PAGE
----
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Red Wings missing depth, skill of glory years

Columbus Blue Jackets' Matt Calvert scores on Detroit Red Wings goalie Jimmy Howard during a shootout in an NHL hockey game in Detroit, Sunday, March 10, 2013.

Paul Sancya/AP

This is not what you expect to see from the Detroit Red Wings. Their road record heading into Wednesday's game against the Calgary Flames was a lowly 3-5-2. Their power play hadn't scored outside of Joe Louis Arena all season. Detroit's top two players, Henrik Zetterberg and Pavel Datsyuk, ranked among the NHL's top-25 scorers but the next two, Damien Brunner and Niklas Kronwall, came in at No. 63 and 81.

As head coach Mike Babcock put it when talking about his group: "Would you like to have three unbelievable players on three lines? Sure. That's the Red Wings of the 90s."

The Red Wings of 2013 are not the glory unit of old; too many retirements and defections have seen to that. What they are is a good team whose consistency has been hampered by injuries to keynote contributors Johan Franzen and Valtteri Filppula, both of whom are only now working their way back into the lineup. Darren Helm is another player whose effectiveness has been missed and proof that Detroit is no longer as deep and skilled as it once was.

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Babcock explained that, to win, the Red Wings have to fashion as strong a defensive game as possible.

"We've had to find a way as a coaching staff to win. We've been checking," Babcock said of the team's approach. "The last two games we gave up eight and five scoring chances. That's unbelievable – and we lost both times. So why is that? Is that personnel? Are we checking Datsyuk and Zetterberg into a standstill? I don't think so. I think we're trying to play the game within the skill set we have."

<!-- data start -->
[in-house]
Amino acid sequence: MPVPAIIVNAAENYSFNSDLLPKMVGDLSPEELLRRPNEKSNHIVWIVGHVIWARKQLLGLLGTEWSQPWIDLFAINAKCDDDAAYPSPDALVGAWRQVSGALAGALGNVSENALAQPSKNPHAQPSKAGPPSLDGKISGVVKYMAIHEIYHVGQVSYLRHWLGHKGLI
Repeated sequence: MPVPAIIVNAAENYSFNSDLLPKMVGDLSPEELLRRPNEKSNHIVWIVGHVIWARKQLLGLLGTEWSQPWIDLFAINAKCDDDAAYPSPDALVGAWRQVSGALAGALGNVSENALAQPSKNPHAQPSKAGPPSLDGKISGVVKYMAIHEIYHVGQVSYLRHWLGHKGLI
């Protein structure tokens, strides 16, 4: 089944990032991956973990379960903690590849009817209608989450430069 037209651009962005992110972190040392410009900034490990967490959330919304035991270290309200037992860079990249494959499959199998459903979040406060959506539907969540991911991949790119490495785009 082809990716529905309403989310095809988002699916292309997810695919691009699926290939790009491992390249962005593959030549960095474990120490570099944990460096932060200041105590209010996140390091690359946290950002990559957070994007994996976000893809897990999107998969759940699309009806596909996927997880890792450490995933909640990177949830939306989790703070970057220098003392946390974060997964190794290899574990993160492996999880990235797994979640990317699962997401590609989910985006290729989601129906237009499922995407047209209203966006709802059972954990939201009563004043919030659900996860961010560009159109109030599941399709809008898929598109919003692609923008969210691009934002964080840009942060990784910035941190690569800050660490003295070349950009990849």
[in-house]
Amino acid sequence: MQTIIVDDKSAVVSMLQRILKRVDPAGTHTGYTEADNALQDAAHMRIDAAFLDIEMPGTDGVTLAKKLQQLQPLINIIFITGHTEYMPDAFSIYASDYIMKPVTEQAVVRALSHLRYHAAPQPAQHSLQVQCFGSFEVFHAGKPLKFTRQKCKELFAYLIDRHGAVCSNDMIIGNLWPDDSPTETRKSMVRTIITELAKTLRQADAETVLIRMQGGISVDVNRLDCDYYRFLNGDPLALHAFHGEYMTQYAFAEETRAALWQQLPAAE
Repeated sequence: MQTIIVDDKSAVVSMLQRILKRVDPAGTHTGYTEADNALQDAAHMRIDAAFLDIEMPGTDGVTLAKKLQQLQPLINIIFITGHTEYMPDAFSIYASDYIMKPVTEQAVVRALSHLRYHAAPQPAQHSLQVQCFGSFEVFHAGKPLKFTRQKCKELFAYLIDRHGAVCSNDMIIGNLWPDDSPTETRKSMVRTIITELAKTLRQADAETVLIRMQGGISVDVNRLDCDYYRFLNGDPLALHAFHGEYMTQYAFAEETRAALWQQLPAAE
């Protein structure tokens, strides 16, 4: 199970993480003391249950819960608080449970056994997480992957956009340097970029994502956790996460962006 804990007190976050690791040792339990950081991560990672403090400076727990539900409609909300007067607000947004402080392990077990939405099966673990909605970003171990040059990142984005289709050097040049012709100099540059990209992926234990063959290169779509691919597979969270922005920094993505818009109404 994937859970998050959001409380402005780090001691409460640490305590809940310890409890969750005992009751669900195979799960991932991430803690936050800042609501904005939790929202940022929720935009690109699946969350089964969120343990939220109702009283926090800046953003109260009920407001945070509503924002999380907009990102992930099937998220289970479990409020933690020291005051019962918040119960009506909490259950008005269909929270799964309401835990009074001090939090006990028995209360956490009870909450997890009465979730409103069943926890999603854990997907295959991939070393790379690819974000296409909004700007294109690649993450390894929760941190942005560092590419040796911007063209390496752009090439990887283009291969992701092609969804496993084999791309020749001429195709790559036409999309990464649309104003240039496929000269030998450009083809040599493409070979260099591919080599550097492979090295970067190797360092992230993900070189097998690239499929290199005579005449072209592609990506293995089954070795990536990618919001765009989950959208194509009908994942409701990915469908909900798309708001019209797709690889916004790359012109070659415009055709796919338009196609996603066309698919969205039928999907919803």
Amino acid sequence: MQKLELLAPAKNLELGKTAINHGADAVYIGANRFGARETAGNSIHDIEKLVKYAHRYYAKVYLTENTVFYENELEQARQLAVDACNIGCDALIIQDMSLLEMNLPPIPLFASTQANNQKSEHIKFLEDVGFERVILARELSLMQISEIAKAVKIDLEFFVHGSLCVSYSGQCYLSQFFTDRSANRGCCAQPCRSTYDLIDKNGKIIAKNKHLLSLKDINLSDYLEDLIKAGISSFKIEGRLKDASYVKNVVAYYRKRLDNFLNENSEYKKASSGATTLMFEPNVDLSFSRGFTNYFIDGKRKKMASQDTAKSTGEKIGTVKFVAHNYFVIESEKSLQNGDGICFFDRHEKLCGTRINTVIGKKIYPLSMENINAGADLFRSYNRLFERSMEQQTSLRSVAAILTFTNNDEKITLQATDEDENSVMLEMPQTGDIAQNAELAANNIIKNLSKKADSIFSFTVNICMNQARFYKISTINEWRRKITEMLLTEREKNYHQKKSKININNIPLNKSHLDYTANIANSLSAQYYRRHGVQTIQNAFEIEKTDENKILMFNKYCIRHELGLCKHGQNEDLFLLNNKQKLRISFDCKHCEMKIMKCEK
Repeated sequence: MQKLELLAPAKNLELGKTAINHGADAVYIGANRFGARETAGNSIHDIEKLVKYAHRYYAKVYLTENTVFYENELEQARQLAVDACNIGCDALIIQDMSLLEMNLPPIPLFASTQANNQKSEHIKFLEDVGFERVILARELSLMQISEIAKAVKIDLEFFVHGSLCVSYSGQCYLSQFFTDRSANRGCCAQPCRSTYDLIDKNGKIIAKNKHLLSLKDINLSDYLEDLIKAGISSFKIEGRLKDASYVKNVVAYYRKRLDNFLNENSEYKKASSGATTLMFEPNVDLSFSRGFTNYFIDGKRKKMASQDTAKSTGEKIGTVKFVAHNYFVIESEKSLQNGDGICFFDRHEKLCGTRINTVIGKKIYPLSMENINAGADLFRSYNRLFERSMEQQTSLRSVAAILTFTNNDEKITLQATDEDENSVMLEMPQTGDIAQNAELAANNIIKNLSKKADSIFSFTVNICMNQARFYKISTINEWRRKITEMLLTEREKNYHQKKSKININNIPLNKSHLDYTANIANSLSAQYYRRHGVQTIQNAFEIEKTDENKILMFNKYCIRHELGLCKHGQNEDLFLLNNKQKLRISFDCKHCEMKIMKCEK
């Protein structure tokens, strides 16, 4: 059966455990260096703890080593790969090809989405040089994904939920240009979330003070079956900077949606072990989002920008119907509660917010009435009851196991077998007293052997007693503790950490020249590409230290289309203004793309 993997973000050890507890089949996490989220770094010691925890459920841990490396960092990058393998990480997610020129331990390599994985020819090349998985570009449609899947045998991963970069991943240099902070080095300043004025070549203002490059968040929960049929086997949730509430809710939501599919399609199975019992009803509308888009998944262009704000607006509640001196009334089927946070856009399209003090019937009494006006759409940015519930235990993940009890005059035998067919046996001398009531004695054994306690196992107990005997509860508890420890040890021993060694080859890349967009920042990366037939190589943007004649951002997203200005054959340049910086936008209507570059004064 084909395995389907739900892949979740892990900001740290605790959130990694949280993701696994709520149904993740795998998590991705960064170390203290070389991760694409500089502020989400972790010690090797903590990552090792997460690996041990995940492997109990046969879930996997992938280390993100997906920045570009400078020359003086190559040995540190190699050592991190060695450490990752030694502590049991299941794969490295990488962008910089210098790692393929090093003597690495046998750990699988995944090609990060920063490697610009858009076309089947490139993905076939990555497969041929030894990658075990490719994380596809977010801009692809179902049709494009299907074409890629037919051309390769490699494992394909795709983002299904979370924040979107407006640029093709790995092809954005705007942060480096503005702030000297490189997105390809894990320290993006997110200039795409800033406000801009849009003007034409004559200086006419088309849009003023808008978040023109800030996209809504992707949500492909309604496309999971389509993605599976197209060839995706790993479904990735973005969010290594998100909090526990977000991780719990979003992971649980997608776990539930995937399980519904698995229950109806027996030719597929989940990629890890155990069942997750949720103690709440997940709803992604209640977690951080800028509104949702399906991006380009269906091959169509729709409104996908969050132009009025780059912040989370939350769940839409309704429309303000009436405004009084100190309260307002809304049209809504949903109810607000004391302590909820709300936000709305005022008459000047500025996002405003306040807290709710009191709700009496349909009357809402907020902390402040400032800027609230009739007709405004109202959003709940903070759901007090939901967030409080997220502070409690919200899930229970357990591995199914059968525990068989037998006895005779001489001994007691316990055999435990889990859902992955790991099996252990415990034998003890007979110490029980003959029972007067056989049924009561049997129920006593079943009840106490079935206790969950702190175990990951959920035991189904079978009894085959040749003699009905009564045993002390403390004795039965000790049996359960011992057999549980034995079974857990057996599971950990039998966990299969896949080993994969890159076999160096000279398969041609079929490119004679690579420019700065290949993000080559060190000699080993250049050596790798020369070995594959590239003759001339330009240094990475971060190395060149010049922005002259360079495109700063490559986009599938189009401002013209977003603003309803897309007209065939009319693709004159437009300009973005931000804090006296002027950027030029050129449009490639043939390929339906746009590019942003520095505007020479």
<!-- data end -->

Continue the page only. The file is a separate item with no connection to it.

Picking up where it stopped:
The Red Wings' skill set remains high at the top end – Zetterberg has 27 points in 26 games while Datsyuk has 25 in 25 games. It's the mid- to lower portion of the roster where the loss of players such as Jiri Hudler, now with the Flames, has made goal scoring more difficult. The current plan calls for Detroit to win by a 2-1 margin since goals have been hard to come by in the last seven games, four of them losses.

Dan Cleary, who started his career with the Red Wings when Steve Yzerman and Brendan Shanahan were still there, insisted that losing Nik Lidstrom, Tomas Holmstrom and Hudler before the start of this season has taken another bite out of things. But it has also allowed the organization a chance to look at many of its younger players, and that's proven to be encouraging.

"It is the evolution of guys moving on and new guys getting their opportunity," said Cleary. "For us, it helps that the core has been kept together and that we have Datsyuk and Zetterberg. With them, we're transitioning into tighter, defensive team."

But not scoring a power-play goal on the road?

"Can you explain that?" asked Cleary. "I can't."

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What Babcock and his players believe is that they're poised for an upswing. With most everyone back and playing smart positional hockey, the forward lines can be planned with the right people being in the right spots to succeed. Filppula's return from a shoulder injury is the key to icing the right combinations.

"I think Filppula coming back could really help (rookie) Brunner," added Babcock. "Then you have Zetterberg and Filppula, Datsyuk and Franzen together and there's enough for and there's enough for them to be who they are and capable. Brunns is a guy who can shoot the puck and he's figuring out the North American game and schedule. You can imagine the wear and tear on him - not only on offence; he's got to check. To play on our team, you have to check."

That whatever-it-takes-to-win attitude is very much a carryover from the glory era. It has helped keep the Red Wings competitive while holding them in high esteem, even among their rivals.

"The one thing about the Red Wings is they always play the right way and their best players are good defensively," said Flames' defenceman Dennis Wideman. "They may not look as high-powered as a few years ago but you've got to respect them."

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About the Author
Sports writer

Allan Maki is a national news reporter and sports writer based in Calgary. More


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